Kunié Sugiura’s Market Front
In Market Front artist Kunié Sugiura creates a diptych from stretched canvases, painting an abstract gestural color field on one panel and printing a photograph of the boarded up facade of a market on the Lower East Side of Manhattan on the other. Sugiura began experimenting with photographic processes as a student at the School of the Art Institute of Chicago in the late 1960s. Using darkroom chemicals and equipment to create pictures with distorted forms and otherworldly palettes, she was already working to expand the expressive possibilities for photography by defying the established rules of the medium when, following graduation, she arrived in New York City as a young artist.
Sugiura was in good company; in the sixties New York–based artists from Robert Rauschenberg to Andy Warhol exploded the division between painting and photography by screenprinting photographs into expressive, painterly compositions. Sugiura’s photographic canvases extend that conversation as well as those surrounding the development of abstract painting. She cites Ellsworth Kelly’s color-field diptychs of this era as one inspiration. Indeed, the paired structures that Kelly used to explore color relationships were for Sugiura an ideal format to present photography as parallel to painting—and to complicate ideas around abstraction versus representation attendant to each medium.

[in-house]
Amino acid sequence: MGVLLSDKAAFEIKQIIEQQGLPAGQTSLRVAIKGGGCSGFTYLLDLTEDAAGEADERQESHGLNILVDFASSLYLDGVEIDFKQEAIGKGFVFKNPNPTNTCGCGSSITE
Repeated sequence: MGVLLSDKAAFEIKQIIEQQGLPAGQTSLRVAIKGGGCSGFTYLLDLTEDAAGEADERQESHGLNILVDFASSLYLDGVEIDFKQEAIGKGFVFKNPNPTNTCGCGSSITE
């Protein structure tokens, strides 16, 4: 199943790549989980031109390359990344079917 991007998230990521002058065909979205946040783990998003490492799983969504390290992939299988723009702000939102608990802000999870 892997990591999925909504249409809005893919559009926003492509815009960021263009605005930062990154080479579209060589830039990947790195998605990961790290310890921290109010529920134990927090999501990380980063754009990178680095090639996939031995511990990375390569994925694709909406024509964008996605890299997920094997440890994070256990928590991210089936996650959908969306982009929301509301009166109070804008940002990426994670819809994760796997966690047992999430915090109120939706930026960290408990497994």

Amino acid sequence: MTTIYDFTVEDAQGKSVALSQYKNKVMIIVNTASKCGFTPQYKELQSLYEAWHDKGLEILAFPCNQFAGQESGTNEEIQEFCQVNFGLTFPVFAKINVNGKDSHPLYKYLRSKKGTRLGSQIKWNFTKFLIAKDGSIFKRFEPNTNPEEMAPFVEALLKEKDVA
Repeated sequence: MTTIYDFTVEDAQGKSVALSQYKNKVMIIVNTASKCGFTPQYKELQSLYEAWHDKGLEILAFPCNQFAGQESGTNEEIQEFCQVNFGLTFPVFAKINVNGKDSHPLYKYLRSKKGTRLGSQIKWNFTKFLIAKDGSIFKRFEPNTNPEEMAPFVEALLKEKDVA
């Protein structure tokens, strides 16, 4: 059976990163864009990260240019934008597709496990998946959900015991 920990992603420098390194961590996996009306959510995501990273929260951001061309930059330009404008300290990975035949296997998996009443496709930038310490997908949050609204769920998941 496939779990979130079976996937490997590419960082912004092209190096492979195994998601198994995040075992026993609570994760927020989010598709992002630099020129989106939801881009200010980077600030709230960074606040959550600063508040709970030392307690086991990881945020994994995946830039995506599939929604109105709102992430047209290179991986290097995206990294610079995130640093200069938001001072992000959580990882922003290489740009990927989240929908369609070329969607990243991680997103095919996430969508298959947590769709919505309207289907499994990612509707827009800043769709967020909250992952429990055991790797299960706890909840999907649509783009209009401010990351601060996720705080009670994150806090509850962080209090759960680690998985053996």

Beyond the artistic concerns in which Sugiura was enmeshed, this work is rooted in the specific context of 1970s Lower Manhattan, where the artist lived and worked. The photographic half of Market Front depicts an abandoned building near the historic Fulton Street fish market, an area intensely impacted by the economic depression affecting New York in that decade. Buildings were painted with either a square or a circle depending on whether they were slated to be repossessed or demolished. In pairing painting and photography, Sugiura blurs their expected associations with abstraction and representation. Here the frame of a photograph reveals the language of geometric abstraction inherent in the urban landscape just as a painted field might replicate the surface of the market front.
Haskell Curator of Modern and Contemporary Art